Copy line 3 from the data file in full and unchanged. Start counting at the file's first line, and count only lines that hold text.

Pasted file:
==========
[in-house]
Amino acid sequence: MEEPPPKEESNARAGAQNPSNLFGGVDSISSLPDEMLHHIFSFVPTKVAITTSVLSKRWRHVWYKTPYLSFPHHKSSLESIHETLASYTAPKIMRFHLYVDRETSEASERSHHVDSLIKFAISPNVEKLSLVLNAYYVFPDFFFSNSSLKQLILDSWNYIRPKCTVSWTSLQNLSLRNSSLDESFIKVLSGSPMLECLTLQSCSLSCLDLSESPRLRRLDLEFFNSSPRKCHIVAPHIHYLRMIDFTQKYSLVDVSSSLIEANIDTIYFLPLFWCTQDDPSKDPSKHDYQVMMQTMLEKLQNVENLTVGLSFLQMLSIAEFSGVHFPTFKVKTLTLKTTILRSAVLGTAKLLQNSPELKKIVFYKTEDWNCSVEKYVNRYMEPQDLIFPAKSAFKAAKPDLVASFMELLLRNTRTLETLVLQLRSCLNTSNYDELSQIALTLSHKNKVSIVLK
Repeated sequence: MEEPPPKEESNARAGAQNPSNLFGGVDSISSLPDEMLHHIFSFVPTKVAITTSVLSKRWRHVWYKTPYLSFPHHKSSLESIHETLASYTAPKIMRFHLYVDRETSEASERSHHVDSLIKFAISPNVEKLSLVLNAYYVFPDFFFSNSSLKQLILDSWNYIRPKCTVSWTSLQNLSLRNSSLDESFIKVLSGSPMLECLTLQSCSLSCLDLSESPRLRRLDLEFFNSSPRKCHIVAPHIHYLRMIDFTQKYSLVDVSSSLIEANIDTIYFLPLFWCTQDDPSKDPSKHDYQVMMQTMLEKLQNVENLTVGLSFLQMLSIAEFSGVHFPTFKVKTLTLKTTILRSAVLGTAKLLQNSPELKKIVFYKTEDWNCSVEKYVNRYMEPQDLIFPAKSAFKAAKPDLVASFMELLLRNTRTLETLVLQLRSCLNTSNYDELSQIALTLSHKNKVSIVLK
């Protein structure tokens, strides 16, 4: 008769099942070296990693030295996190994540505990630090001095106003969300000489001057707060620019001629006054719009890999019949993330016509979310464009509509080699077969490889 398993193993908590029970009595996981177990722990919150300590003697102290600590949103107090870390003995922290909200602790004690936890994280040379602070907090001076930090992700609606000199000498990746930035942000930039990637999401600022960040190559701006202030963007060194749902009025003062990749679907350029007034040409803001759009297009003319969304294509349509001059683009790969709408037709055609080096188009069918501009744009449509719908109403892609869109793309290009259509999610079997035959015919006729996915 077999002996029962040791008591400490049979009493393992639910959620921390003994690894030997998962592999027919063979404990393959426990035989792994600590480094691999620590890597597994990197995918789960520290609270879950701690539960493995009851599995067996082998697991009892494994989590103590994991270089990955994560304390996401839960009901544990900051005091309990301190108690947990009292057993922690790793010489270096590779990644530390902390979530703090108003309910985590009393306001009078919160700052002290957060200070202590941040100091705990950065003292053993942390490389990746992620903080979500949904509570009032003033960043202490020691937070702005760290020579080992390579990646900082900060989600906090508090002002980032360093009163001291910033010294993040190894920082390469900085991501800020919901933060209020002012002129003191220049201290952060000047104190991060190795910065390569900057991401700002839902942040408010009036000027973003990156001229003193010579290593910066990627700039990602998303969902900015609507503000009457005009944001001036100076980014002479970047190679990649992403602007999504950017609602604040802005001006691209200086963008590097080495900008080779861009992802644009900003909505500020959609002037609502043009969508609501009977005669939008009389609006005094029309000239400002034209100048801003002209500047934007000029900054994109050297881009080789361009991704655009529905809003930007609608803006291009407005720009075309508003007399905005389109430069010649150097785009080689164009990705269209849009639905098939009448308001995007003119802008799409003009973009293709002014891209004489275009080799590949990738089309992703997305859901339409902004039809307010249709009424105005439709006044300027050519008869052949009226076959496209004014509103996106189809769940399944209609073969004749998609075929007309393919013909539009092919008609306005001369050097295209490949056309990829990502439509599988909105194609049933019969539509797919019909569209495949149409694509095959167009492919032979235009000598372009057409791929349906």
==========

Repeated sequence: MEEPPPKEESNARAGAQNPSNLFGGVDSISSLPDEMLHHIFSFVPTKVAITTSVLSKRWRHVWYKTPYLSFPHHKSSLESIHETLASYTAPKIMRFHLYVDRETSEASERSHHVDSLIKFAISPNVEKLSLVLNAYYVFPDFFFSNSSLKQLILDSWNYIRPKCTVSWTSLQNLSLRNSSLDESFIKVLSGSPMLECLTLQSCSLSCLDLSESPRLRRLDLEFFNSSPRKCHIVAPHIHYLRMIDFTQKYSLVDVSSSLIEANIDTIYFLPLFWCTQDDPSKDPSKHDYQVMMQTMLEKLQNVENLTVGLSFLQMLSIAEFSGVHFPTFKVKTLTLKTTILRSAVLGTAKLLQNSPELKKIVFYKTEDWNCSVEKYVNRYMEPQDLIFPAKSAFKAAKPDLVASFMELLLRNTRTLETLVLQLRSCLNTSNYDELSQIALTLSHKNKVSIVLK